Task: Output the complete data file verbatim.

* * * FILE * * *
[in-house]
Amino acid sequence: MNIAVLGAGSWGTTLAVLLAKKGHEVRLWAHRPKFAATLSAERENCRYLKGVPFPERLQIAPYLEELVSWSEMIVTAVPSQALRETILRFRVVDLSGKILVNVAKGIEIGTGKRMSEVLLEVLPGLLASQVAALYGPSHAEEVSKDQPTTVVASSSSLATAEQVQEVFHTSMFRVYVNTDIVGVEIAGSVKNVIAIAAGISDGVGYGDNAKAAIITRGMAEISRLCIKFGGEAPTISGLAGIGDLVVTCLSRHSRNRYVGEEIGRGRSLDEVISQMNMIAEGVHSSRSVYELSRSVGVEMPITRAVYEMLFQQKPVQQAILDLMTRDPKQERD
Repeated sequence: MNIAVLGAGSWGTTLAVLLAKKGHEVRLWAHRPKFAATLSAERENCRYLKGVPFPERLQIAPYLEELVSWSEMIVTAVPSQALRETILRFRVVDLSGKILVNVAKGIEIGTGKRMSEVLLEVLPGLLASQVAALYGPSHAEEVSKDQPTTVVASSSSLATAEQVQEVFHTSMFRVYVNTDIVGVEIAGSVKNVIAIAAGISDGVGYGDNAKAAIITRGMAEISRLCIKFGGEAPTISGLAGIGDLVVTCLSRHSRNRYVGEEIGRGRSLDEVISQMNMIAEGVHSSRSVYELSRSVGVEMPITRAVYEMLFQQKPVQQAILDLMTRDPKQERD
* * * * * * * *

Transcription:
[in-house]
Amino acid sequence: MNIAVLGAGSWGTTLAVLLAKKGHEVRLWAHRPKFAATLSAERENCRYLKGVPFPERLQIAPYLEELVSWSEMIVTAVPSQALRETILRFRVVDLSGKILVNVAKGIEIGTGKRMSEVLLEVLPGLLASQVAALYGPSHAEEVSKDQPTTVVASSSSLATAEQVQEVFHTSMFRVYVNTDIVGVEIAGSVKNVIAIAAGISDGVGYGDNAKAAIITRGMAEISRLCIKFGGEAPTISGLAGIGDLVVTCLSRHSRNRYVGEEIGRGRSLDEVISQMNMIAEGVHSSRSVYELSRSVGVEMPITRAVYEMLFQQKPVQQAILDLMTRDPKQERD
Repeated sequence: MNIAVLGAGSWGTTLAVLLAKKGHEVRLWAHRPKFAATLSAERENCRYLKGVPFPERLQIAPYLEELVSWSEMIVTAVPSQALRETILRFRVVDLSGKILVNVAKGIEIGTGKRMSEVLLEVLPGLLASQVAALYGPSHAEEVSKDQPTTVVASSSSLATAEQVQEVFHTSMFRVYVNTDIVGVEIAGSVKNVIAIAAGISDGVGYGDNAKAAIITRGMAEISRLCIKFGGEAPTISGLAGIGDLVVTCLSRHSRNRYVGEEIGRGRSLDEVISQMNMIAEGVHSSRSVYELSRSVGVEMPITRAVYEMLFQQKPVQQAILDLMTRDPKQERD